Skip to main content

Paige Spiranac Weighs in on Olivia Dunne Controversy

The golf influencer took to Twitter to support the college gymnast.
Paige Spiranac and Olivia Dunne.

Paige Spiranac and Olivia Dunne.

Paige Spiranac is showing how the world is a better place when women support women. The golf influencer took to Twitter to support LSU gymnast Olivia Dunne after the New York Times published an article questioning how Dunne has leveraged her social media popularity to earn seven figures under NCAA’s new name, image and likeness rules. 

“I’m so sick of women belittling accomplishments of other women because it’s done differently than they would,” Spiranac tweeted. “@livvydunne is getting hate for making 2 million a year. She’s built a successful business (at 20) all while being a student-athlete. That’s badass.”

Sports handicapper Kelly In Vegas chimed in to the comments and echoed Spiranac’s sentiments. “Imagine if women focused on their own aspirations/careers what they could accomplish,” the podcast host wrote. “Everyone is so worried about what others are doing that they forget to focus on the only one that matters.”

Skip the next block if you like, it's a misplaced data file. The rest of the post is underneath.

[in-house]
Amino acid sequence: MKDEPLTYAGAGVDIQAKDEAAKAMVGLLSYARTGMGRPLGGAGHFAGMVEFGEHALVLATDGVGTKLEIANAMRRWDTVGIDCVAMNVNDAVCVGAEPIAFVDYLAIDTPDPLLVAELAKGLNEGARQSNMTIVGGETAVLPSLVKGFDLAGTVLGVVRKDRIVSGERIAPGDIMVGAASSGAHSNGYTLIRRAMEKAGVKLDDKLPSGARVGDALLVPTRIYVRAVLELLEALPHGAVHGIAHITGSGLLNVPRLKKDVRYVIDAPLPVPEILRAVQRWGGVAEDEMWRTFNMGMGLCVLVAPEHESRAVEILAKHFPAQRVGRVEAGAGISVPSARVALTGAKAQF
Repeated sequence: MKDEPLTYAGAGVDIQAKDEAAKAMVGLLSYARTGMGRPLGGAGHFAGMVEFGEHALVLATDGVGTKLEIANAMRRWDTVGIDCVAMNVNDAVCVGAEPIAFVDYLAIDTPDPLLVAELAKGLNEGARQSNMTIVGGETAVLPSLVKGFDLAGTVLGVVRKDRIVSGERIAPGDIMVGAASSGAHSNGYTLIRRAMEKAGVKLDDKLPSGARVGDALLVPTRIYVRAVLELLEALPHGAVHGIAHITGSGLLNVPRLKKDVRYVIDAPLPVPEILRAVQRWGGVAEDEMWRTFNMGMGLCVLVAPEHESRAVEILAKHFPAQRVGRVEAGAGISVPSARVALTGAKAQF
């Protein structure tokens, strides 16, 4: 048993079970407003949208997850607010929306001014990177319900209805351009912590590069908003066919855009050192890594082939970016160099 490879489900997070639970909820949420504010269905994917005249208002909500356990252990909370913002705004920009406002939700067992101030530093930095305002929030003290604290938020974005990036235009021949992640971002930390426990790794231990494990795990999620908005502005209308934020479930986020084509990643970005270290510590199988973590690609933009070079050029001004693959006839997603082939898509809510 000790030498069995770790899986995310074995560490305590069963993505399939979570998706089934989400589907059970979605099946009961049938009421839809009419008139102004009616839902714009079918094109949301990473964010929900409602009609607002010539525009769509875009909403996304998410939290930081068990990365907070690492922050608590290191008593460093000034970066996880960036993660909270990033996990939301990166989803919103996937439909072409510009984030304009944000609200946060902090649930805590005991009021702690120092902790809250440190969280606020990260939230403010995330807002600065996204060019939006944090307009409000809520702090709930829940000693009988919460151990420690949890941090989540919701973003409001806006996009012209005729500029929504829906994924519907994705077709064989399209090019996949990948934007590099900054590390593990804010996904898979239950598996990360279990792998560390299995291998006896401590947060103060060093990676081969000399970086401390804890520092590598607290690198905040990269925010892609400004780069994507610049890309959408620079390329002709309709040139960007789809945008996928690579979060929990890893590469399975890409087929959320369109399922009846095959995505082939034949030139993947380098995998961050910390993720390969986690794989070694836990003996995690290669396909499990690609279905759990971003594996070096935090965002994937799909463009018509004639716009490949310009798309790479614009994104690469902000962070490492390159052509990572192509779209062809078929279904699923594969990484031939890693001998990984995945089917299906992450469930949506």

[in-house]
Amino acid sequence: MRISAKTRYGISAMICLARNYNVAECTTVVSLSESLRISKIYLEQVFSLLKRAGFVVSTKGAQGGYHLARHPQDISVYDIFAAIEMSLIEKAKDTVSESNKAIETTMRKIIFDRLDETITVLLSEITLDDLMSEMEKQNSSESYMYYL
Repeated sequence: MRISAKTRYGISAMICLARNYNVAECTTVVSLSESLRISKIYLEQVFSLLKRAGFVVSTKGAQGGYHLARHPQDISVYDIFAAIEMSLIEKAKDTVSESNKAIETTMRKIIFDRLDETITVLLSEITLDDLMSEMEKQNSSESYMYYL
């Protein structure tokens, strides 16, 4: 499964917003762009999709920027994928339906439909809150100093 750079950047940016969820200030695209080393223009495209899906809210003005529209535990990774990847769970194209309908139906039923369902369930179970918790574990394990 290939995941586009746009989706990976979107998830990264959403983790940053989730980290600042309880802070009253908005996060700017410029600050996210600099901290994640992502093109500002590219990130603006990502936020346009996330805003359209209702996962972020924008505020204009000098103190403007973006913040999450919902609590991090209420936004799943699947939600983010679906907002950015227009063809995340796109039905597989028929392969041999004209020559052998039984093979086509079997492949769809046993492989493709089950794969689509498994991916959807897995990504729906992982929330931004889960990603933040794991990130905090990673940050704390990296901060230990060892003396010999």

The article, titled “New Endorsements for College Athletes Resurface an Old Concern: Sex Sells,” drilled down on how some college athletes who fit stereotypical beauty standards have been able to take advantage of the financial opportunity that comes with signing brand deals and endorsements. 

“To Dunne, and many other athletes of her generation, being candid and flirty and showing off their bodies in ways that emphasize traditional notions of female beauty on social media are all empowering,” Kurt Streeter wrote. “But the new flood of money—and the way many female athletes are attaining it—troubles some who have fought for equitable treatment in women’s sports and say that it rewards traditional feminine desirability over athletic excellence.”

Dunne, 20, has eight million followers across TikTok and Instagram. Her content includes lip-synching, dancing, gymnastics tricks and occasional sponsored content from big-name companies like American Eagle Outfitters and Vuori.